A branch of the Levett family still occupies Milford Hall, a family home in Staffordshire, England, where a Levett descendant is nominated for High Sheriff of Staffordshire for 2009. Members of the family formerly occupied Wychnor Park (or Hall) and Packington Hall, two country mansions in the same county, where English artist James Ward (artist) painted three Levett children playing in 1811.

As with many families of Anglo-Norman extraction, some branches thrived, while others fell on hard times. The vicissitudes of character -- and the collapsing feudal order -- played havoc with the fortunes of some family members. The lordship of Firle, East Sussex, for instance, passed from the family in 1440 on the indebtedness of then-lord Thomas Levett. The bankrupt Levett also forfeited his inherited lordship of Catsfield, East Sussex.

Others fared just as poorly. John Levett, a guard on the London to Brighton coach, was convicted of petty theft and expelled to Australia in the nineteenth century. English records reveal Levetts embroiled in bastardy cases or relegated to poorhouses. As with Thomas Hardy's hapless d'Urbervilles, noble Norman lineage was no guarantor of rectitude, ability or fate.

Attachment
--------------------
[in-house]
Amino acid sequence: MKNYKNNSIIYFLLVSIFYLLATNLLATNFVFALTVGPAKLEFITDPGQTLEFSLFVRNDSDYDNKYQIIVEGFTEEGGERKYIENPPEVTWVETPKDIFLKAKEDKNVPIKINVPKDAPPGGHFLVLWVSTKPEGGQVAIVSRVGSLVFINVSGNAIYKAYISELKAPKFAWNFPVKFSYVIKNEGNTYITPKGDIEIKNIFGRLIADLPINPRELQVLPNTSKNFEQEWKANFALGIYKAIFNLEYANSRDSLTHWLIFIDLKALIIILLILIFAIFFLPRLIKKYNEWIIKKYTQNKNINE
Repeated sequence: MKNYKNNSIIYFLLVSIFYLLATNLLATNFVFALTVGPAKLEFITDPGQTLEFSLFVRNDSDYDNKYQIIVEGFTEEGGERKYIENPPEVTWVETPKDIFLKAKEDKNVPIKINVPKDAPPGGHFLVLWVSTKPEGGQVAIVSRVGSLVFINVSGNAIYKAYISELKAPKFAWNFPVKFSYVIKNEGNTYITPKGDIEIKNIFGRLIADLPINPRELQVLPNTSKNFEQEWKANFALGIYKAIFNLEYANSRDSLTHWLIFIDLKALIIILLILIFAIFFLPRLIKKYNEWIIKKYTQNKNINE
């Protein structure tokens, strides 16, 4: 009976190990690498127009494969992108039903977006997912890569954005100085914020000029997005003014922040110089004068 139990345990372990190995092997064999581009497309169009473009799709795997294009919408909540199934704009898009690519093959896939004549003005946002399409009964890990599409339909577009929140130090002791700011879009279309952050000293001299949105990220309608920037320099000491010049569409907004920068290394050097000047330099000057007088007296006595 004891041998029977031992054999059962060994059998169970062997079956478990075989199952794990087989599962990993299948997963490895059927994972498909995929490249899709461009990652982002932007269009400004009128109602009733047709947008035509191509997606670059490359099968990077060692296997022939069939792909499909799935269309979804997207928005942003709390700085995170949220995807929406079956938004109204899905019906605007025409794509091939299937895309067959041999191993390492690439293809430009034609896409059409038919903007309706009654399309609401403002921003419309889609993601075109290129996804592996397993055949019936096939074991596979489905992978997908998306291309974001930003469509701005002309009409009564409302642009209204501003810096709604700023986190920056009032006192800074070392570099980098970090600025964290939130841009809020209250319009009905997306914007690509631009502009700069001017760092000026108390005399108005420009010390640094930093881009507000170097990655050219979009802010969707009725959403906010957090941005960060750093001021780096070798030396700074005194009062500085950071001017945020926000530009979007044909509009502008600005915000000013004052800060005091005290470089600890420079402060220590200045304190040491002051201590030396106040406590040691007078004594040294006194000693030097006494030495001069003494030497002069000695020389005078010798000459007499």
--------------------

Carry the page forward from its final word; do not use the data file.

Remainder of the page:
Some Levetts moved abroad in search of opportunity. A Levett relation, a British clerk in India, was friend to Rudyard Kipling and a minor Victorian novelist. Another was an English factor living in Livorno, Italy, shuttling back and forth to Constantinople for the Levant Company. (Francis Levett later moved to British East Florida, became a planter and the first to grow Sea Island cotton in America.) The family became part of the British Empire's expanding grasp. In the eighteenth century John Levett, born in Turkey to an English merchant father and brother of planter Francis, became alderman and Mayor of Calcutta, India.